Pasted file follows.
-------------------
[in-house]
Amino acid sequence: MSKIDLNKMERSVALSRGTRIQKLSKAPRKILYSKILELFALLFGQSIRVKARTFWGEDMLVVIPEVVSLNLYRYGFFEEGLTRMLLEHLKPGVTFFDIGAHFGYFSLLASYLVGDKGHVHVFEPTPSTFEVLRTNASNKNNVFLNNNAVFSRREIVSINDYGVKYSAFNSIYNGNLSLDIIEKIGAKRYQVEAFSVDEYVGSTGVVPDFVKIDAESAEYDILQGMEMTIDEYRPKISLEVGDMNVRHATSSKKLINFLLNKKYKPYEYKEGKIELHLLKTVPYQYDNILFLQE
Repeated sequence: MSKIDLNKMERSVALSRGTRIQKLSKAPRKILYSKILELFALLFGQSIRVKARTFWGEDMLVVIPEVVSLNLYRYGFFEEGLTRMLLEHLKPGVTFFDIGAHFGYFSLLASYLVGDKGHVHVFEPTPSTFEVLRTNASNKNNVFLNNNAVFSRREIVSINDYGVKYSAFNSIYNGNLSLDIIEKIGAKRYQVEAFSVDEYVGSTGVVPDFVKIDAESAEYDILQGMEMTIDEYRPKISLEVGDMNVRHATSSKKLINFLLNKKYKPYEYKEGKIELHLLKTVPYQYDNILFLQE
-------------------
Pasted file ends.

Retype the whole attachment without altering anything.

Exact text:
[in-house]
Amino acid sequence: MSKIDLNKMERSVALSRGTRIQKLSKAPRKILYSKILELFALLFGQSIRVKARTFWGEDMLVVIPEVVSLNLYRYGFFEEGLTRMLLEHLKPGVTFFDIGAHFGYFSLLASYLVGDKGHVHVFEPTPSTFEVLRTNASNKNNVFLNNNAVFSRREIVSINDYGVKYSAFNSIYNGNLSLDIIEKIGAKRYQVEAFSVDEYVGSTGVVPDFVKIDAESAEYDILQGMEMTIDEYRPKISLEVGDMNVRHATSSKKLINFLLNKKYKPYEYKEGKIELHLLKTVPYQYDNILFLQE
Repeated sequence: MSKIDLNKMERSVALSRGTRIQKLSKAPRKILYSKILELFALLFGQSIRVKARTFWGEDMLVVIPEVVSLNLYRYGFFEEGLTRMLLEHLKPGVTFFDIGAHFGYFSLLASYLVGDKGHVHVFEPTPSTFEVLRTNASNKNNVFLNNNAVFSRREIVSINDYGVKYSAFNSIYNGNLSLDIIEKIGAKRYQVEAFSVDEYVGSTGVVPDFVKIDAESAEYDILQGMEMTIDEYRPKISLEVGDMNVRHATSSKKLINFLLNKKYKPYEYKEGKIELHLLKTVPYQYDNILFLQE